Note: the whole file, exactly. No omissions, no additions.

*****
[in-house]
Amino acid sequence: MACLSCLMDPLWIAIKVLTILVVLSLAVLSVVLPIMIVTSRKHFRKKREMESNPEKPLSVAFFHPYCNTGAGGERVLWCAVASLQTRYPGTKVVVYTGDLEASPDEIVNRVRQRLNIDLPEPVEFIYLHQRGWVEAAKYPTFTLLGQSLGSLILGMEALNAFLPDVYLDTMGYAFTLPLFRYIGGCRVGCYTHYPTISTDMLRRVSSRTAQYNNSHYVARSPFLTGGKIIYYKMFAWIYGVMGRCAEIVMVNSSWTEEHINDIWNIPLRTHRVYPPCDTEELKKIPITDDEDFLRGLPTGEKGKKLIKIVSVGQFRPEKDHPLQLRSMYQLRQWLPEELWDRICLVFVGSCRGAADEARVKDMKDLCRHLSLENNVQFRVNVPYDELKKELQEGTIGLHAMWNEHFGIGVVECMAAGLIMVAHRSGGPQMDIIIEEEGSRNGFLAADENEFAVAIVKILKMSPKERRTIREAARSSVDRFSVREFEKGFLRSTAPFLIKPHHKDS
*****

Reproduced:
[in-house]
Amino acid sequence: MACLSCLMDPLWIAIKVLTILVVLSLAVLSVVLPIMIVTSRKHFRKKREMESNPEKPLSVAFFHPYCNTGAGGERVLWCAVASLQTRYPGTKVVVYTGDLEASPDEIVNRVRQRLNIDLPEPVEFIYLHQRGWVEAAKYPTFTLLGQSLGSLILGMEALNAFLPDVYLDTMGYAFTLPLFRYIGGCRVGCYTHYPTISTDMLRRVSSRTAQYNNSHYVARSPFLTGGKIIYYKMFAWIYGVMGRCAEIVMVNSSWTEEHINDIWNIPLRTHRVYPPCDTEELKKIPITDDEDFLRGLPTGEKGKKLIKIVSVGQFRPEKDHPLQLRSMYQLRQWLPEELWDRICLVFVGSCRGAADEARVKDMKDLCRHLSLENNVQFRVNVPYDELKKELQEGTIGLHAMWNEHFGIGVVECMAAGLIMVAHRSGGPQMDIIIEEEGSRNGFLAADENEFAVAIVKILKMSPKERRTIREAARSSVDRFSVREFEKGFLRSTAPFLIKPHHKDS